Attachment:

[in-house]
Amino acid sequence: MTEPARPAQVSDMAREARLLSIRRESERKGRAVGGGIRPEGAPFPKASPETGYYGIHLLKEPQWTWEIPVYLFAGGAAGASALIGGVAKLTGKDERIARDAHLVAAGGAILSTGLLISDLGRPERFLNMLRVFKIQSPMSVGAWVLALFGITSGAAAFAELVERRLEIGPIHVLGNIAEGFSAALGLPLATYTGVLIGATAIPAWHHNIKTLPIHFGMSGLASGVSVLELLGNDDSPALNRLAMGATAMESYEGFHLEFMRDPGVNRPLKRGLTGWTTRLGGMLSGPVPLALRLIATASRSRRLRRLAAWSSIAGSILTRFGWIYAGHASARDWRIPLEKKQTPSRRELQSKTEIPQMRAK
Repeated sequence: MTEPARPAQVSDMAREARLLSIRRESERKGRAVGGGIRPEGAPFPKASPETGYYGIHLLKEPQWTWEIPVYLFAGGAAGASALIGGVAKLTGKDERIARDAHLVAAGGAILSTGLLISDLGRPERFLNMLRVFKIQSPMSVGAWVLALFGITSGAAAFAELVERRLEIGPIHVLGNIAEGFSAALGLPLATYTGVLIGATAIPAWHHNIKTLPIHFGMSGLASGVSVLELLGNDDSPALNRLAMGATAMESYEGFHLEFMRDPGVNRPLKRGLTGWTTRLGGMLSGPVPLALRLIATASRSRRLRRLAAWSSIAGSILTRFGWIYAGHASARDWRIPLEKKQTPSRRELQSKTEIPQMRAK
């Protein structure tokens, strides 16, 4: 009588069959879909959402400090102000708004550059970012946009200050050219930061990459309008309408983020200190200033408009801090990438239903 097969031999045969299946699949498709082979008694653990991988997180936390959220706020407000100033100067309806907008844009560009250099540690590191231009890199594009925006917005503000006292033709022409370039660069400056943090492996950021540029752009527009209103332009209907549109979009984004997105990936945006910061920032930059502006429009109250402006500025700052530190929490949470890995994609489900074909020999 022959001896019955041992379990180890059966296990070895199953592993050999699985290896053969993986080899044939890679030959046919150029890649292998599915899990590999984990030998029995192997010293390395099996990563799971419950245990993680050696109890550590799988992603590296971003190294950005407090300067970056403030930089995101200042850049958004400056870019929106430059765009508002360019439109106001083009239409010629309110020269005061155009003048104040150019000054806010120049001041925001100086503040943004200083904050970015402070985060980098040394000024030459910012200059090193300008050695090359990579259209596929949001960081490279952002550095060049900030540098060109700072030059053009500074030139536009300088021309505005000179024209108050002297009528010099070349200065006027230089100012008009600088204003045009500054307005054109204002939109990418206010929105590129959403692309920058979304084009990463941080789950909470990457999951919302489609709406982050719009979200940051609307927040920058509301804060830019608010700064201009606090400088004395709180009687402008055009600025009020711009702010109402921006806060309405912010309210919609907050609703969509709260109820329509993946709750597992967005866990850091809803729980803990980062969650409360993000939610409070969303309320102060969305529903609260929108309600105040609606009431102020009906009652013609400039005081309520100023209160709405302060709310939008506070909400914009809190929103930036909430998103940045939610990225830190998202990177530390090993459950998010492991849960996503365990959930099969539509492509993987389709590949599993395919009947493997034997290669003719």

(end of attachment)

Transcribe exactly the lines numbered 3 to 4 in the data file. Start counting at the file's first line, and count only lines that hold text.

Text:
Repeated sequence: MTEPARPAQVSDMAREARLLSIRRESERKGRAVGGGIRPEGAPFPKASPETGYYGIHLLKEPQWTWEIPVYLFAGGAAGASALIGGVAKLTGKDERIARDAHLVAAGGAILSTGLLISDLGRPERFLNMLRVFKIQSPMSVGAWVLALFGITSGAAAFAELVERRLEIGPIHVLGNIAEGFSAALGLPLATYTGVLIGATAIPAWHHNIKTLPIHFGMSGLASGVSVLELLGNDDSPALNRLAMGATAMESYEGFHLEFMRDPGVNRPLKRGLTGWTTRLGGMLSGPVPLALRLIATASRSRRLRRLAAWSSIAGSILTRFGWIYAGHASARDWRIPLEKKQTPSRRELQSKTEIPQMRAK
């Protein structure tokens, strides 16, 4: 009588069959879909959402400090102000708004550059970012946009200050050219930061990459309008309408983020200190200033408009801090990438239903 097969031999045969299946699949498709082979008694653990991988997180936390959220706020407000100033100067309806907008844009560009250099540690590191231009890199594009925006917005503000006292033709022409370039660069400056943090492996950021540029752009527009209103332009209907549109979009984004997105990936945006910061920032930059502006429009109250402006500025700052530190929490949470890995994609489900074909020999 022959001896019955041992379990180890059966296990070895199953592993050999699985290896053969993986080899044939890679030959046919150029890649292998599915899990590999984990030998029995192997010293390395099996990563799971419950245990993680050696109890550590799988992603590296971003190294950005407090300067970056403030930089995101200042850049958004400056870019929106430059765009508002360019439109106001083009239409010629309110020269005061155009003048104040150019000054806010120049001041925001100086503040943004200083904050970015402070985060980098040394000024030459910012200059090193300008050695090359990579259209596929949001960081490279952002550095060049900030540098060109700072030059053009500074030139536009300088021309505005000179024209108050002297009528010099070349200065006027230089100012008009600088204003045009500054307005054109204002939109990418206010929105590129959403692309920058979304084009990463941080789950909470990457999951919302489609709406982050719009979200940051609307927040920058509301804060830019608010700064201009606090400088004395709180009687402008055009600025009020711009702010109402921006806060309405912010309210919609907050609703969509709260109820329509993946709750597992967005866990850091809803729980803990980062969650409360993000939610409070969303309320102060969305529903609260929108309600105040609606009431102020009906009652013609400039005081309520100023209160709405302060709310939008506070909400914009809190929103930036909430998103940045939610990225830190998202990177530390090993459950998010492991849960996503365990959930099969539509492509993987389709590949599993395919009947493997034997290669003719």